Atkinson Grimshaw Gallery
Grimshaw's primary influence was the Pre-Raphaelites. True to the Pre-Raphaelite style, he put forth landscapes of accurate color and lighting, and vivid detail. He often painted landscapes that typified seasons or a type of weather; city and suburban street scenes and moonlit views of the docks in London, Leeds, Liverpool, and Glasgow also figured largely in his art. By applying his skill in lighting effects, and unusually careful attention to detail, he was often capable of intricately describing a scene, while strongly conveying its mood. His "paintings of dampened gas-lit streets and misty waterfronts conveyed an eerie warmth as well as alienation in the urban scene."
Dulce Domum (1855), on whose reverse Grimshaw wrote, "mostly painted under great difficulties," captures the music portrayed in the piano player, entices the eye to meander through the richly decorated room, and to consider the still and silent young lady who is meanwhile listening. Grimshaw painted more interior scenes, especially in the 1870s, when he worked until the influence of James Tissot and the Aesthetic Movement.
On Hampstead Hill is considered one of Grimshaw's finest, exemplifying his skill with a variety of light sources, in capturing the mood of the passing of twilight into the onset of night. In his later career this use of twilight, and urban scenes under yellow light were highly popular, especially with his middle-class patrons.
His later work included imagined scenes from the Greek and Roman empires, and he also painted literary subjects from Longfellow and Tennyson ?? pictures including Elaine and The Lady of Shalott. (Grimshaw named all of his children after characters in Tennyson's poems.)
In the 1880s, Grimshaw maintained a London studio in Chelsea, not far from the comparable facility of James Abbott McNeill Whistler. After visiting Grimshaw, Whistler remarked that "I considered myself the inventor of Nocturnes until I saw Grimmy's moonlit pictures." Unlike Whistler's Impressionistic night scenes, however, Grimshaw worked in a realistic vein: "sharply focused, almost photographic," his pictures innovated in applying the tradition of rural moonlight images to the Victorian city, recording "the rain and mist, the puddles and smoky fog of late Victorian industrial England with great poetry."
Some artists of Grimshaw's period, both famous and obscure, generated rich documentary records; Vincent Van Gogh and James Smetham are good examples. Others, like Edward Pritchett, left nothing. Grimshaw left behind him no letters, journals, or papers; scholars and critics have little material on which to base their understanding of his life and career.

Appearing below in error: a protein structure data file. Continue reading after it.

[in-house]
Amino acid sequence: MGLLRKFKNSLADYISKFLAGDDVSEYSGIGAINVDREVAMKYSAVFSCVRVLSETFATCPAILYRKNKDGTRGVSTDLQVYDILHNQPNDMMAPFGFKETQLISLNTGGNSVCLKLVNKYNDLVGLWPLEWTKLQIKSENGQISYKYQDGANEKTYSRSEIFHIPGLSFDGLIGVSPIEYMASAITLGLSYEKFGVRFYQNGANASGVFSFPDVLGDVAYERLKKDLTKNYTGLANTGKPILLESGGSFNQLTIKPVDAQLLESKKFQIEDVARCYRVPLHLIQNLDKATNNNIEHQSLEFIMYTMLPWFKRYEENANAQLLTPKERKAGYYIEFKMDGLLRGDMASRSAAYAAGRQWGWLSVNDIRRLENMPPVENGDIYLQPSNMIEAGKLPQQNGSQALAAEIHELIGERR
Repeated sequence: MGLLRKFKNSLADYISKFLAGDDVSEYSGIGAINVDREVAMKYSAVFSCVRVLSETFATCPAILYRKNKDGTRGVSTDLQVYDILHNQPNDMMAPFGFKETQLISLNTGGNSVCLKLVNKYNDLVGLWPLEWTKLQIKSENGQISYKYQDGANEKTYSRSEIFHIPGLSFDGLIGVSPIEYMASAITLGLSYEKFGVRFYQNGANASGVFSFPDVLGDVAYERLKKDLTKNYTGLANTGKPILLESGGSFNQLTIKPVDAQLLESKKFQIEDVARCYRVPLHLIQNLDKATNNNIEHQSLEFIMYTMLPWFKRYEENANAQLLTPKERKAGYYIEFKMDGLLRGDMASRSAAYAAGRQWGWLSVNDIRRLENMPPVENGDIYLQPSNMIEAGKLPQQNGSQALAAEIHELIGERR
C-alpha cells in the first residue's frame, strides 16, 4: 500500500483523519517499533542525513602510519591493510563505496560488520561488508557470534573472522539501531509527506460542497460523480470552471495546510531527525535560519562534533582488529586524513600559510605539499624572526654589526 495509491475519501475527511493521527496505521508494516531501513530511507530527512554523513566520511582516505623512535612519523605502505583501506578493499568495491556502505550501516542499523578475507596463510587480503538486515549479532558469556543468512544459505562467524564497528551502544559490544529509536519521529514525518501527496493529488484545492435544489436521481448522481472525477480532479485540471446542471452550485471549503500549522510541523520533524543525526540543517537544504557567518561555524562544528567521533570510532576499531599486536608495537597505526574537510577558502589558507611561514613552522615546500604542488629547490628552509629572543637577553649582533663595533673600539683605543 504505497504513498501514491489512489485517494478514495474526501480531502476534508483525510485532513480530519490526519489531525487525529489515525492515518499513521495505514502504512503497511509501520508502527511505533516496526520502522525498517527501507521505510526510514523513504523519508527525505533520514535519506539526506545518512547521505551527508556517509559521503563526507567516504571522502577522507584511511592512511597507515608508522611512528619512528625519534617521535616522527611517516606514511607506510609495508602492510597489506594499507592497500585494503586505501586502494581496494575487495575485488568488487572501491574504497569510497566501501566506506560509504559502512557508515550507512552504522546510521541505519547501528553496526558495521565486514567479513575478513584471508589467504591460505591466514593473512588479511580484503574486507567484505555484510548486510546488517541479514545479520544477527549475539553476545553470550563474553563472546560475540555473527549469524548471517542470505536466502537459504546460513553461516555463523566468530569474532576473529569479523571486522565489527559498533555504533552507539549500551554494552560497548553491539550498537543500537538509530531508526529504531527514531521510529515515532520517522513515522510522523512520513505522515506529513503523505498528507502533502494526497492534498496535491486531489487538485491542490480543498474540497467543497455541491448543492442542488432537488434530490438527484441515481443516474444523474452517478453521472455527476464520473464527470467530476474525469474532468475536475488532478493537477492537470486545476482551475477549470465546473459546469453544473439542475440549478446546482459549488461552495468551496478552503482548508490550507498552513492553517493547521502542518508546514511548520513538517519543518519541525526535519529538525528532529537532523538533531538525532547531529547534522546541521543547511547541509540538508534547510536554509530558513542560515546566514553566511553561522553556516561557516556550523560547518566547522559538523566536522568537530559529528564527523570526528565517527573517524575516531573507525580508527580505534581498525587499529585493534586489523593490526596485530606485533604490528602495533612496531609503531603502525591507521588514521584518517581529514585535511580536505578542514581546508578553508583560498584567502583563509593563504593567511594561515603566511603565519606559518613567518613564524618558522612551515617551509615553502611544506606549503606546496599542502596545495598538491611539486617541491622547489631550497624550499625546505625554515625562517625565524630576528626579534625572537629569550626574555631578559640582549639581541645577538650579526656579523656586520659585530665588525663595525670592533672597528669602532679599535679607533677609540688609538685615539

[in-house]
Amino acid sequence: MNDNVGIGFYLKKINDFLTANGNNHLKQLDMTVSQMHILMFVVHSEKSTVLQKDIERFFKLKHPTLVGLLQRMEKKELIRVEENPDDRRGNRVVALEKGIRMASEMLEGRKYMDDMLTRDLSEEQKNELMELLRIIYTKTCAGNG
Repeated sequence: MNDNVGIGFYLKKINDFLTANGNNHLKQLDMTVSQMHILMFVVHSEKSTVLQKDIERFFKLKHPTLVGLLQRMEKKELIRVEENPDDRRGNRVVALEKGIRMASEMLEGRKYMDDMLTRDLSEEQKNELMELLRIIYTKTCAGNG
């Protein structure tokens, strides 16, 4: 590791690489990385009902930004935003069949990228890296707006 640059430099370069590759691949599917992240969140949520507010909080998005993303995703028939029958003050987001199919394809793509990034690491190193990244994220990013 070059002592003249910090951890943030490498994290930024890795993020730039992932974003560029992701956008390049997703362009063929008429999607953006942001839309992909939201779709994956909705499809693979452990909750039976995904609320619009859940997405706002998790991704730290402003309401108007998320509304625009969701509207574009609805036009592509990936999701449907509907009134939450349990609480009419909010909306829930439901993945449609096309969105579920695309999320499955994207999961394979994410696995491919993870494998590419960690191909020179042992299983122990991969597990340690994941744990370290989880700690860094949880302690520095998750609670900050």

Grimshaw died 13 October 1893, and is buried in Woodhouse cemetery, Leeds. His reputation rested, and his legacy is probably based on, his townscapes. The second half of the twentieth century saw a major revival of interest in Grimshaw's work, with several important exhibits of his canon. Related Paintings of Atkinson Grimshaw :. | Tree Shadows on the Park Wall,Roundhay Park Leeds | The Thames by Moonlight with Southmark Bridge | Liverpoool from Wapping | THe Seal of the Covenant | Iris |
Related Artists:Bayeu, Ramn
Spanish Painter, 1746-1793Rachel Ruysch
Rachel Ruysch (June 3, 1664 ?? Amsterdam, August 12, 1750) was a Dutch artist who specialized in still-life paintings of flowers.
She was born in The Hague, but moved to Amsterdam when she was three. Her father Frederik Ruysch, a famous anatomist, and botanist, was appointed a professor there. He gathered a huge collection of rarities in his house. She assisted her father decorating the prepared specimen in a liquor balsamicum with flowers and lace. At fifteen Ruysch was apprenticed to Willem van Aelst, a prominent Delft painter, known for his flower paintings. In 1693, she married a portrait painter, Juriaen Pool (1666-1745), with whom she had ten children. Her sister Pieternel was married to Jan Munnicks, a young man who drew flowers in the Hortus Botanicus Amsterdam.
In 1701 Ruysch was inducted into the painters' guild in The Hague. Several years later Ruysch was invited to work for the court in D??sseldorf and serve as court painter to Johann Wilhelm, Elector Palatine. She remained working for him and his wife from 1708 until the prince's death in 1716. Also Jan Weenix and Adriaen van der Werff were invited to deliver paintings, after Eglon van der Neer died. In 1723 she won the lottery. Ruysch kept painting for her prominent clients.
Ruysch lived eighty-five years and her dated works establish that she painted from the time she was a young woman until she was an octogenarian. About a hundred paintings by her are known. The background of the paintings are usually dark. Ruysch was also noted for her paintings of detailed and realistic crystal vases.David Klocker Ehrenstrahl
German, 1629-1698,Swedish nobleman and portrait painter who in 1652, at twenty-four years of age, at the request of Carl Gustaf Wrangel, moved to Skokloster Castle, from his art studies in the Netherlands. Between 1654 and 1661 he studied in Italy and visited the courts of both France and England. On his return he became entitled Court painter. He was raised to the nobility in 1674 and became court indendant in 1690. Mikael Dahl and David von Krafft as well as his daughter Anna Maria (born 1666) can be found among his pupils. The allegoric great hall ceiling fresco, named The Great Deeds of The Swedish Kings, in the Swedish House of Knights, made between 1670 and 1675, is considered to be his greatest work. A second version was made in Drottningholm Palace, the home of the Swedish Royal Family, in 1695. The Drottningholm fresco, also became the motive of the 1000th and ever largest postage stamp by Czeslaw Slania, the Polish